The beginnings of Flamenco can be traced back to Spain in 1492. In this year, Spain’s King Ferdinand V and Queen Isabella decreed that everyone under their rule must convert to Catholicism. Those who refused to convert were subject to harsh punishments, including torture and death. Due to this persecution, the Gypsies, Muslims, Jews, and others came together to help each other, and the melding of their cultures resulted in the birth of Flamenco.

In general, there are three artistic elements of Flamenco: the dancing, the singing, and the guitar playing. Often, a fourth element of hand-clapping is added by members of the Flamenco group. At heart, Flamenco is an improvisational form, but the singing is the center of the performance. The emotion and vocals displayed by the singer is expressed by the dancer in interpretive dance and movements.

Flamenco began in Jerez de la Frontera, a small city in the south of Spain. Due to the nomadic nature of the Gypsy people, Flamenco quickly spread into several towns around Spain. As the Flamenco evolved through the 18th and 19th centuries, many non-Gypsies began performing the dance. Due to these non-Gypsies, the dance gained notability and was performed in theaters and cafes.

By the end of the 19th century, Flamenco became commercialized and this led to the rise of “professional” artists with song and dance cafes where the Flamenco could be seen in public. The growth of Flamenco continued until the 1950s when many tourists traveled to Spain to watch the performances. In the late 1950s, an artistic resurgence of Flamenco occurred, and Flamenco headed back to its historic roots. The Flamenco Festivals were established as part of this artistic movement. Annually, the Flamenco Festival in Jerez attracts thousands of visitors from around the world.

The music of Flamenco is derived from the Muslim influence and is mostly classical Arabic in nature. The lyrics are not completely improvised, but variations occur with every performance. The common rhythm of the classical Flamenco is 2/4 or 4/4 time signature. The more contemporary, non-Gypsy style uses a western influenced 3/4 time signature.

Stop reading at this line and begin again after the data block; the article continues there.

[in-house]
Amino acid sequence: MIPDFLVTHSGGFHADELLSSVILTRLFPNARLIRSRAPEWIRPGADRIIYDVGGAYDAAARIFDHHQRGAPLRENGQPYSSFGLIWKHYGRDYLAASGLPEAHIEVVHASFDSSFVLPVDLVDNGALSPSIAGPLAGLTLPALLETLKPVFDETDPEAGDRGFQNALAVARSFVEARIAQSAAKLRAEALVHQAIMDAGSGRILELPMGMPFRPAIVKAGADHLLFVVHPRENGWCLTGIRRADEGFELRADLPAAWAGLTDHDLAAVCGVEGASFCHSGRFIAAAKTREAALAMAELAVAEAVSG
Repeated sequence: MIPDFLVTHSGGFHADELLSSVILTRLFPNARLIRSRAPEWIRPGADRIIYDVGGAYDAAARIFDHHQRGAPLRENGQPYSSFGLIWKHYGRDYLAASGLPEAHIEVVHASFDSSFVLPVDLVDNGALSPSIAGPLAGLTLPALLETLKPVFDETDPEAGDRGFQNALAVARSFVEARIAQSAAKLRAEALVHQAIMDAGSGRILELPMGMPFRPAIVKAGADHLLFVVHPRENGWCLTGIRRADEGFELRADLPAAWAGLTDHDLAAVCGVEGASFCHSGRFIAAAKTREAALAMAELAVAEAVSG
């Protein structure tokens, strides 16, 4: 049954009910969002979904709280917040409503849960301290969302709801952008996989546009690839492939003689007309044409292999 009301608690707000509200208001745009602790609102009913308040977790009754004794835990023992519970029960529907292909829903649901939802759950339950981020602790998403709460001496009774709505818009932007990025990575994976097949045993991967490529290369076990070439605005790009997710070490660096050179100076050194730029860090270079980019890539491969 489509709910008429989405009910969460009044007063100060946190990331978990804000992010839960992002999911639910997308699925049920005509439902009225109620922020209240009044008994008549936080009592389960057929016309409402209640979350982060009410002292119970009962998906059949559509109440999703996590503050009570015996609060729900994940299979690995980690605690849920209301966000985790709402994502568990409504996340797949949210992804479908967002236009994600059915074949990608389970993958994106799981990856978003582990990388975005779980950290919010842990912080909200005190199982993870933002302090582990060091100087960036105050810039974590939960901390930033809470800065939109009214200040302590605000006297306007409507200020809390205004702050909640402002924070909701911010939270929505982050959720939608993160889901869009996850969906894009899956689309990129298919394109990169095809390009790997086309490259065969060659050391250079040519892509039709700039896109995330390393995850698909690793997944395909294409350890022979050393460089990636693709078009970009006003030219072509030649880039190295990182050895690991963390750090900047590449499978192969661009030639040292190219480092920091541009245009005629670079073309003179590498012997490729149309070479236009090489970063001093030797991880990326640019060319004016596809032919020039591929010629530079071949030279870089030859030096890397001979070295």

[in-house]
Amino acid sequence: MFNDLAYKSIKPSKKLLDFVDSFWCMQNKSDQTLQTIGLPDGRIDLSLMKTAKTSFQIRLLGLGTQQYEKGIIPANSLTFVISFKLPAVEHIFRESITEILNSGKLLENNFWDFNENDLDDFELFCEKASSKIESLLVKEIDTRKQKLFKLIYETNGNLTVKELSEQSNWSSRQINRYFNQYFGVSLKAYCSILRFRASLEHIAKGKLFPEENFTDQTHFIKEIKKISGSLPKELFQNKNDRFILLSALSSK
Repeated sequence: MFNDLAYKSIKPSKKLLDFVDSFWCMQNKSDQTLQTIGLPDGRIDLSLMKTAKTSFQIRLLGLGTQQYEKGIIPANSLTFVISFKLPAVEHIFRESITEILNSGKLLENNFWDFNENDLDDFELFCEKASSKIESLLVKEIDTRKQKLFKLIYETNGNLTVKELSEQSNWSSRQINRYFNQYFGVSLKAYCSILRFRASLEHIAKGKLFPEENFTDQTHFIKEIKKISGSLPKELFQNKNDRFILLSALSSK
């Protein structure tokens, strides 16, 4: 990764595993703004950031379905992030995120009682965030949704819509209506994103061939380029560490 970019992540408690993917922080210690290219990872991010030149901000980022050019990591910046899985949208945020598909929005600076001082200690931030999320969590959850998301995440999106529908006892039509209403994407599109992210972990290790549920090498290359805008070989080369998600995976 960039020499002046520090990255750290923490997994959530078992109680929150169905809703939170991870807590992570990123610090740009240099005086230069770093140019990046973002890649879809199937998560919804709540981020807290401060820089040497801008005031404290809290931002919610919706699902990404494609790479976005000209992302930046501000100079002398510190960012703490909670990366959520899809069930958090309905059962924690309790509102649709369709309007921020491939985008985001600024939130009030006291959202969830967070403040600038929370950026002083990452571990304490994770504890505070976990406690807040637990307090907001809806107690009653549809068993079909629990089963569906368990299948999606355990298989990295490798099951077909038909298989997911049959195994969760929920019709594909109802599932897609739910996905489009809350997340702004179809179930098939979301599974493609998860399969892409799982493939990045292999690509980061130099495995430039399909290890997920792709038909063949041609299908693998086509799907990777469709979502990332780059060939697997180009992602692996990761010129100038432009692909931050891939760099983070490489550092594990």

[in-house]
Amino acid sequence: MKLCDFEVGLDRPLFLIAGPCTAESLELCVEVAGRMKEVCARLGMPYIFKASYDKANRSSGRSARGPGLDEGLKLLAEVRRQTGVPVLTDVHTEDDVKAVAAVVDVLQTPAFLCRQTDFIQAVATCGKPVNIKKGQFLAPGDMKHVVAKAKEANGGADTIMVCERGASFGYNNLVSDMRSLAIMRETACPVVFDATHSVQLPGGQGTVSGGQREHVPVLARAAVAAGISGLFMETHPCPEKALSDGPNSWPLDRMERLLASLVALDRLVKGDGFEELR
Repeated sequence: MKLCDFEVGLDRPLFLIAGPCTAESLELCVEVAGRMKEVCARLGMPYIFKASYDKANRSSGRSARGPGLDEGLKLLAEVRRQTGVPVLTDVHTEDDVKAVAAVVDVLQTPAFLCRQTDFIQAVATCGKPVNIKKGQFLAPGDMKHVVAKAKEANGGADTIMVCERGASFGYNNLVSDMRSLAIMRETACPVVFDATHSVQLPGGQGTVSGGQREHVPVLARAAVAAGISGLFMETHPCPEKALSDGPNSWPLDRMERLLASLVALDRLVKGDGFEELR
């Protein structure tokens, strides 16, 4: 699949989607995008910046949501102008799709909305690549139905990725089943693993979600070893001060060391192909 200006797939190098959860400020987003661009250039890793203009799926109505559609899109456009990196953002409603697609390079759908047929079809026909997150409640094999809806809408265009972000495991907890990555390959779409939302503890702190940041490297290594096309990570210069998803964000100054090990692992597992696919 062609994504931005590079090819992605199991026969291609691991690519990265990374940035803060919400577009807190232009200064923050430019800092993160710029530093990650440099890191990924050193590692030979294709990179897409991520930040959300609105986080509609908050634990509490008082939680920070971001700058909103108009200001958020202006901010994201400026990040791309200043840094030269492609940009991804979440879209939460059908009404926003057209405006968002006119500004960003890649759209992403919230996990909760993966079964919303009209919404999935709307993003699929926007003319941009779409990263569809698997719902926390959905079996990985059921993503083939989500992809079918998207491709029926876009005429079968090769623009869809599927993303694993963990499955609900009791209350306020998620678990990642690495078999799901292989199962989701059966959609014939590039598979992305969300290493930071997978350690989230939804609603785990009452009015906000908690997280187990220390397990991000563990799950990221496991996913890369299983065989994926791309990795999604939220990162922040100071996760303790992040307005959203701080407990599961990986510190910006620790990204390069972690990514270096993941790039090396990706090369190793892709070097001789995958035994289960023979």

An indispensable part of the Flamenco lies in the dancer’s feet. They wear special shoes which allow them to produce a combination of rhythmic sounds with the toe, sole, and heel of their foot. The dancer must keep their back straight and their feet in line with their hips. Various foot movements are performed, including the blow, the foot plant, the heel plant, and the toe plat, each producing a unique rhythmic sound.

Additionally, the dancer is very expressive using their arms, especially in the woman’s part of the dance. Requiring strong technique, lots of practice, and artistry, the dancer’s arms must be held high over her head with the elbows not visible, and bent into a rounded shape. The hands are turned inwards and outwards to the beat of the music, and add character to the performance.

Flamenco is not only a dance, but an art form. It entertains, educates, and inspires people around the world through its beautiful and soulful movements. A story, history, and emotional voyage are told to the audience through the music, singing, and dancing of Flamenco. Remaining a popular tourist attraction for thousands of visitors each year to Spain, Flamenco displays a beautiful part of the heritage and history of the Spanish culture.

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Gypsies, Muslims, Jews 

Region of origin: 
Jerez de la Frontera, Spain 

Popularized by: 
Nomadic Spanish Gypsies


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